When I was describing my new RS3 .ocomotive, I had mentioned that it had some issues with vertical curves or elevation transitions. I guess elevation transitions is the correct, engineering term but I’ve heard far more in model railroading circles about vertical curves so I guess one can use the terms interchangeably.
The drawing above is exagerated but shows the problem created by an abrupt change in track elevation. In A, the track is level and the couplers are alighned properly; there is no uncoupling. But in B, you can see that the unit on the left, could be a loco or another car, has already started down and the rear of the car raises up. When this happens, the couplers are not lined up correctly and there is a break. In C, the first unit has started up the incline and the rear drops this time causing the same result. Note that B and C could also depict transition to level track which causes the same effect… uncoupling. Keep in mind that these drawings are done as extremes to more easily show the cause of the problem.
This problem is particularly noticeable in locomotives where the loco trucks are more towards the middle of the unit and there is a longer overhang on the front and rear of the loco. This makes the distance from the tipping point, the loco truck, to the coupler longer and exagerates the change of the curve. Typically, steam locomotives do not have this issue because the coupler is located at the end of the tender and the rear tender truck is near that coupler. I have seen it though on some front couplers of switch engines where the coupler is again located quite a distance from the first driver.
It has also been my experience that four axled trucks tend to have a higher likelihood of this occurring than six-axled ones. Again, I believe this is because the longer trucks, the six axled ones, are located closer to the end of the loco. With my own loco fleet, there are only a couple of locos where this problem really rears its ugly head. Both of them are four-axled units with relatively short wheelbases and longer “porches” on each end.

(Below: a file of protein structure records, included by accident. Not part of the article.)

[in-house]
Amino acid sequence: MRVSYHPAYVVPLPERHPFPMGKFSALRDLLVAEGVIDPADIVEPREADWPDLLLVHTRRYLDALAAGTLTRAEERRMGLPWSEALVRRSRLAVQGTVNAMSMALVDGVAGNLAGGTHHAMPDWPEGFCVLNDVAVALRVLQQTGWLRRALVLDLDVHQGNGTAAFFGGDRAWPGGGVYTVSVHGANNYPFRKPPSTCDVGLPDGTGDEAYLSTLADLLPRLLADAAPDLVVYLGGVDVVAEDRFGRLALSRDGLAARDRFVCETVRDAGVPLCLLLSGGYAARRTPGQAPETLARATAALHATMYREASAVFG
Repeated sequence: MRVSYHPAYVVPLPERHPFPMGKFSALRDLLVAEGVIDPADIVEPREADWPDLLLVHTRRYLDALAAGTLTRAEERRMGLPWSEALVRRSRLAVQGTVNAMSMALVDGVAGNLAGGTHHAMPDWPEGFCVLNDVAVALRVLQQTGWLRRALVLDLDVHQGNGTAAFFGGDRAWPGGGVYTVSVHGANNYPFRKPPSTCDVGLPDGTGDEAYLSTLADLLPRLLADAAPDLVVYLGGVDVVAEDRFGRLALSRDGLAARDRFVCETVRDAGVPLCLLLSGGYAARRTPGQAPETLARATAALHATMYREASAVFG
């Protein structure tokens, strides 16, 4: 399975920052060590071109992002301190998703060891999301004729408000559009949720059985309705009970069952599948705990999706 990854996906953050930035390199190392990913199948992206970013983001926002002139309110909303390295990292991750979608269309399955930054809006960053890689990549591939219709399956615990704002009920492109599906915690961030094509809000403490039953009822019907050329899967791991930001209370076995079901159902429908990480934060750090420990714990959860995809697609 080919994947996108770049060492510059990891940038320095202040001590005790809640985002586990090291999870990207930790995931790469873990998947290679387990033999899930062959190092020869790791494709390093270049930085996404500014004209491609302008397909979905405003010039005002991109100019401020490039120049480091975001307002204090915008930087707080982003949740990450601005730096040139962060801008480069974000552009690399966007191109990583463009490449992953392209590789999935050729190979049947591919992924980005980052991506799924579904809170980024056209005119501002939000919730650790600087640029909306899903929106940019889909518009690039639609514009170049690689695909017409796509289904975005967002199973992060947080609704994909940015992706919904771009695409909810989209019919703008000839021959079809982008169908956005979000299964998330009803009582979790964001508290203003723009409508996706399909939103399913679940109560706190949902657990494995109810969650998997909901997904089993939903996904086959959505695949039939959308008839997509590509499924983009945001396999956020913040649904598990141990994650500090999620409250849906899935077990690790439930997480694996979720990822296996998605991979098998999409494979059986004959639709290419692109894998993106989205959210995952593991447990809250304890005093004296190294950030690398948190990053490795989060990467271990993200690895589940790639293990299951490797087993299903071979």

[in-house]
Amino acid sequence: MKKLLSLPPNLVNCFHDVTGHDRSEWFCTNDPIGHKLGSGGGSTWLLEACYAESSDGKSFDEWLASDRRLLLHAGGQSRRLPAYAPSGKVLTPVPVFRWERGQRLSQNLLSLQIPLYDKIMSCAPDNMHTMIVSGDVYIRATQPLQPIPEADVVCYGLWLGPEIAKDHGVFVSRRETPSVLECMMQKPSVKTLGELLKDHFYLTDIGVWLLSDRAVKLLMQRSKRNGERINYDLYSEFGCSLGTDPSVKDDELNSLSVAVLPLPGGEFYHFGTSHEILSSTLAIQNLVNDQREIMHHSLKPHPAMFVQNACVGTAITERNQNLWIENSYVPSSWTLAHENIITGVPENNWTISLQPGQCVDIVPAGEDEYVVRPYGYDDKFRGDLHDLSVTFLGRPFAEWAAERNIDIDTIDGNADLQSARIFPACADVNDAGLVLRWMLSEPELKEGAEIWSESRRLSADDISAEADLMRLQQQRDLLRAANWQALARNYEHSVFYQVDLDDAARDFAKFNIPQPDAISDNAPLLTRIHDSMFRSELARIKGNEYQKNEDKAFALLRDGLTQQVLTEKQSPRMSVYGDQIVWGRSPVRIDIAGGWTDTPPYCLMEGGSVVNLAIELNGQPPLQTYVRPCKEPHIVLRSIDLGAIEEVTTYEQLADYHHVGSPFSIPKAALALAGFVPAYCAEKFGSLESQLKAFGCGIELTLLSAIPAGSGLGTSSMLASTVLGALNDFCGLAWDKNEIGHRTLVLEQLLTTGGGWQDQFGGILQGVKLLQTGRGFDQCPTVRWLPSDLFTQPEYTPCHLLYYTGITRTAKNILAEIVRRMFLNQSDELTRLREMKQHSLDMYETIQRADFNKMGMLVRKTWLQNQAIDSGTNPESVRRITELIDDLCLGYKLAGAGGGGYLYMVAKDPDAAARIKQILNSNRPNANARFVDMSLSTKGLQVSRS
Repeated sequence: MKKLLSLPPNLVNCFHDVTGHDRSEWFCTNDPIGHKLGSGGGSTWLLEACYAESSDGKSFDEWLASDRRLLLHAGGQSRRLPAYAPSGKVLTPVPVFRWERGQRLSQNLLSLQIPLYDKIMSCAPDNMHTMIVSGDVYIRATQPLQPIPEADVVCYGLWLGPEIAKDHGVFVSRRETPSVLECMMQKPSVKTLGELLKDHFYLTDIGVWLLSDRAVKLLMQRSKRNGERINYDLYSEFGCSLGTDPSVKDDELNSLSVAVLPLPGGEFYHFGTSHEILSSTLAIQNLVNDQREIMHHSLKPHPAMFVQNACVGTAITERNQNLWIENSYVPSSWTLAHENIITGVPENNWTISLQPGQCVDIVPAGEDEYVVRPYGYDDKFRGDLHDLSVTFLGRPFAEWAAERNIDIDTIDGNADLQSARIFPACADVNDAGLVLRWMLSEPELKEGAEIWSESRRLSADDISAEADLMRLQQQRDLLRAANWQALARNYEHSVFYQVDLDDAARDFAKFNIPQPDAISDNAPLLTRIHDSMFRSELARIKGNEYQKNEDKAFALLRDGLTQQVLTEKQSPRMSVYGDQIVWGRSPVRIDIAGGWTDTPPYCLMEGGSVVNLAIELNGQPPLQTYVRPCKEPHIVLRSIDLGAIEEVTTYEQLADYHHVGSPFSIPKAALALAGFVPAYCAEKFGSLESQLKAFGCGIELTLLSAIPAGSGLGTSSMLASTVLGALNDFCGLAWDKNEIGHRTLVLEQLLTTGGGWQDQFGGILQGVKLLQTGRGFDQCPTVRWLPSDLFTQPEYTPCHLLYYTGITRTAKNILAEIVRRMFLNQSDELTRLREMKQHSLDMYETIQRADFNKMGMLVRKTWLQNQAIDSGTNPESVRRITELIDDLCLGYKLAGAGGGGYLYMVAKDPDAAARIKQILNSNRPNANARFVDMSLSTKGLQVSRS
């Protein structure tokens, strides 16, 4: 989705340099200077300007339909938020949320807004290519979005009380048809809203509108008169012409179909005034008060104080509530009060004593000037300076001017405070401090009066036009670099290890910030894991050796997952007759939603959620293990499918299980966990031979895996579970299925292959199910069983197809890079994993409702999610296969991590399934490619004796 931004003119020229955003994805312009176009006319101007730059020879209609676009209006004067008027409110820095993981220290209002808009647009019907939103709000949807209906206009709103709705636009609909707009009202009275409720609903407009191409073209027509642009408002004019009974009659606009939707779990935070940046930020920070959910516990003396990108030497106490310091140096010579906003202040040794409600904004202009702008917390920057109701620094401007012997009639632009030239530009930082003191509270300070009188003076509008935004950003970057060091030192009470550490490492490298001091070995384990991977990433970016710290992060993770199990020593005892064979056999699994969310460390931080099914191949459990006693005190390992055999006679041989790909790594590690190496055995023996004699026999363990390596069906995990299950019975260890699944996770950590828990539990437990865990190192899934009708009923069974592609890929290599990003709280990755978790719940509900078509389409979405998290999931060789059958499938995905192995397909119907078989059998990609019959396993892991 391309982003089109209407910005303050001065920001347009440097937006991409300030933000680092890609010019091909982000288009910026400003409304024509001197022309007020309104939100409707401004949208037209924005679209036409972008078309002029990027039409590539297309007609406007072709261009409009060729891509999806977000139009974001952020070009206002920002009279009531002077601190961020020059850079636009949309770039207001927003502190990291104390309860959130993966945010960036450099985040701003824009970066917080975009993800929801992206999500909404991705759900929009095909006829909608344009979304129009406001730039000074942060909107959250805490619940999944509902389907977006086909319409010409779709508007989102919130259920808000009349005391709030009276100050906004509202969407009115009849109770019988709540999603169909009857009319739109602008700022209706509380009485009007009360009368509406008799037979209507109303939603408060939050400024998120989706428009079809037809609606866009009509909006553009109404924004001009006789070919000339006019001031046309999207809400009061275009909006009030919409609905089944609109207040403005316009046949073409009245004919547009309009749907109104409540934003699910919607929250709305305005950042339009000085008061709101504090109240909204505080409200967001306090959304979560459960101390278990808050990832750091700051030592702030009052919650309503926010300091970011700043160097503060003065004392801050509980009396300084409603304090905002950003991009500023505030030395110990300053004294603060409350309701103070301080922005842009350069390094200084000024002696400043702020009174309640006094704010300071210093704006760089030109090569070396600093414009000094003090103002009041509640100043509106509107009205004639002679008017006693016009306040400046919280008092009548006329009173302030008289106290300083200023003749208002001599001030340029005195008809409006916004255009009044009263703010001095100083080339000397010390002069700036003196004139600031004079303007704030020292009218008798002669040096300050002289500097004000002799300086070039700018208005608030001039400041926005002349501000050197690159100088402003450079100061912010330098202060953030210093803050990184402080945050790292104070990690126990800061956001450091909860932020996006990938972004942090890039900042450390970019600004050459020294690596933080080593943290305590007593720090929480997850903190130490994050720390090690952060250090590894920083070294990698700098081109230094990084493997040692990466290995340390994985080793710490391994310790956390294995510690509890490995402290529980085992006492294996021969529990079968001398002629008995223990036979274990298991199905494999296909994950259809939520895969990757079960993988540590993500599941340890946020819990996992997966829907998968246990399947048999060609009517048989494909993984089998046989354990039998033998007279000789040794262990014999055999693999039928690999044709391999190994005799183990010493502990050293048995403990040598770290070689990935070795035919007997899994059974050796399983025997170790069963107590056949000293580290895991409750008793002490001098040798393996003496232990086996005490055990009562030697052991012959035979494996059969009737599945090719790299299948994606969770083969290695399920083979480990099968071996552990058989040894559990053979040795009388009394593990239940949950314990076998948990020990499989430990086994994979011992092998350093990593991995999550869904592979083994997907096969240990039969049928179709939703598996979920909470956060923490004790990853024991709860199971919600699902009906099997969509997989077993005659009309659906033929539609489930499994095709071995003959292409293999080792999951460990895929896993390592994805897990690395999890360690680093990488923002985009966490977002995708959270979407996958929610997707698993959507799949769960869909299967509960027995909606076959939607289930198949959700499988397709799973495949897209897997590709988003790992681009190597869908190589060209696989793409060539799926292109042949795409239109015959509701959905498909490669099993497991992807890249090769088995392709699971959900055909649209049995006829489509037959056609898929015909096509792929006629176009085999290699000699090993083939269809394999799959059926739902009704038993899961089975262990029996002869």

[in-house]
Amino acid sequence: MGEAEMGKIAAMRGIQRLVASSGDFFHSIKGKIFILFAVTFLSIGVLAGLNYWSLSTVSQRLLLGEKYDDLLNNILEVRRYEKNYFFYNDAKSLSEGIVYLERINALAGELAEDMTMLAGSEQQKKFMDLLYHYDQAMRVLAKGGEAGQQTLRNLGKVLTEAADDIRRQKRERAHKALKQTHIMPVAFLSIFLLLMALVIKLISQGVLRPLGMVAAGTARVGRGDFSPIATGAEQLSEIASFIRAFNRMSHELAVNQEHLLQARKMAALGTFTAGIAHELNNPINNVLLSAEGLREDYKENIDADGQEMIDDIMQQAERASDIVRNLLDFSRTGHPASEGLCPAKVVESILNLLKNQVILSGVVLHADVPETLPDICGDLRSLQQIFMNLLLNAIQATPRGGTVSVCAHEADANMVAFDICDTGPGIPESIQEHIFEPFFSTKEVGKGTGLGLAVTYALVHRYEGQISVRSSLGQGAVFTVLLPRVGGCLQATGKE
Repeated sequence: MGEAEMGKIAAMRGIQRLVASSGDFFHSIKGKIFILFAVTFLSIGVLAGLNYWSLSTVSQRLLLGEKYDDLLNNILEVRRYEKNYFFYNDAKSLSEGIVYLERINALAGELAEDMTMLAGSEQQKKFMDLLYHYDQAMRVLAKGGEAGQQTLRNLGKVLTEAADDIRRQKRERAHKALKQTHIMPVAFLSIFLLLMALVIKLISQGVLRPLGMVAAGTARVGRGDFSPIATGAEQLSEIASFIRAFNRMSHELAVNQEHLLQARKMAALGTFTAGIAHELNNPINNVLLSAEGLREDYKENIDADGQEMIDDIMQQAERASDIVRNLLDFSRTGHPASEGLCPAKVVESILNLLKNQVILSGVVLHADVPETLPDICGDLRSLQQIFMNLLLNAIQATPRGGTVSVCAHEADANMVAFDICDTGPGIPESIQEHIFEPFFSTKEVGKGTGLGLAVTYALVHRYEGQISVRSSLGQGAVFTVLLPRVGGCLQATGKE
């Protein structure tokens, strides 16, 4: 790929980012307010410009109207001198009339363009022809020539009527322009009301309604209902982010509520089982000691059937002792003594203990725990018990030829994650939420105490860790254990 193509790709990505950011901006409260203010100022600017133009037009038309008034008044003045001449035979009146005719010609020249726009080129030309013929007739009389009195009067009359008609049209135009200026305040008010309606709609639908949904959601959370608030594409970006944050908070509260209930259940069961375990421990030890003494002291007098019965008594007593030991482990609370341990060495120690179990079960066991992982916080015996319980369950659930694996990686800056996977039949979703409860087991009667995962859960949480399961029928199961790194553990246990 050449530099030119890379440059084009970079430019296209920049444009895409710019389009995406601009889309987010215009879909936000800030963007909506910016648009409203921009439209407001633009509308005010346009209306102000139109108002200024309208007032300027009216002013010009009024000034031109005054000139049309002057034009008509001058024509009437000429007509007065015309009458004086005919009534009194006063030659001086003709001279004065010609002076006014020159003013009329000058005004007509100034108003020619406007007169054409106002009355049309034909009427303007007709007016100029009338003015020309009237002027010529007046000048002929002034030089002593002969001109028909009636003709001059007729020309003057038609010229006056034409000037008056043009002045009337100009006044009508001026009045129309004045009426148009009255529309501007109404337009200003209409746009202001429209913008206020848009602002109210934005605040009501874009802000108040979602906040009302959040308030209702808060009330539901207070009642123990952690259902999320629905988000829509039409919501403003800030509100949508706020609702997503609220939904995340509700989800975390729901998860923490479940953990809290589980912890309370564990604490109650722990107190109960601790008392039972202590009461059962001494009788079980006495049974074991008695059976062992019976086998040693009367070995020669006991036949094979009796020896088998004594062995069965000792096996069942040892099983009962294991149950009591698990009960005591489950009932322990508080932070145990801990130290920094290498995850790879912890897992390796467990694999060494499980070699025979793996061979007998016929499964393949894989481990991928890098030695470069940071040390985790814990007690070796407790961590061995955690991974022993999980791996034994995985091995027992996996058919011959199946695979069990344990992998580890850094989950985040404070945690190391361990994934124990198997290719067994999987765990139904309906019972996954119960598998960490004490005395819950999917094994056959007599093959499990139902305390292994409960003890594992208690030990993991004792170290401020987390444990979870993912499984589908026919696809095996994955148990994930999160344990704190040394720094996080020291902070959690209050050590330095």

There are basically two ways to try to resolve the problem. One needs to be addressed when laying track. As you might guess, that is simply laying track in such a way as to allow for a longer transition when beginning or ending a grade. If I had it to do all over again, I would try to lay a 36-inch piece of flex track at the beginning and ending of each grade so that the actual starting point was right in the middle of the piece. This would give the track a much more shallow bend and probably go a long way to solve the problem. As it is, the offending spots on my layout are at places where there is both a change in track elevation AND a track joint. While it can’t easily be seen, I suspect that this has resulted in a pretty sharp uphill or downhill bend at that point. If one were to round off those transition points, especially at the top of a grade, that would help a lot as well.
The second option may be the installation of “shelf couplers” on the offending locomotives. Shelf couplers are simply regular couplers that have been modified to not allow the coupler heads to slip up or down and cause a coupling break. As you might guess, these couplers have a small shelf on the bottom and the top to prevent this vertical motion. Once the coupling is made, the couplers cannot slide past a certain point, keeping them coupled much more securely.
As always, there are downside risks. With the transition trackwork, there would be a lot of work required to tear up the track and round off the transitions. With the shelf couplers, the vertical movement is restricted so, if the track work is really bad, the lack of vertical movement may actually lift a trailing car right off of the track resulting in a derailment.
It is my honest opinion that the modeling press “generally” does not talk enough about these vertical curves. I have read plenty of layout design books and articles over the past 35+ years and still didn’t really find any reference to the problem until after my track was laid and the problem started showing up. Had I known ahead of time… the construction techniques I used would have been a lot different. Model railroading is fun… and can also be a learning experience!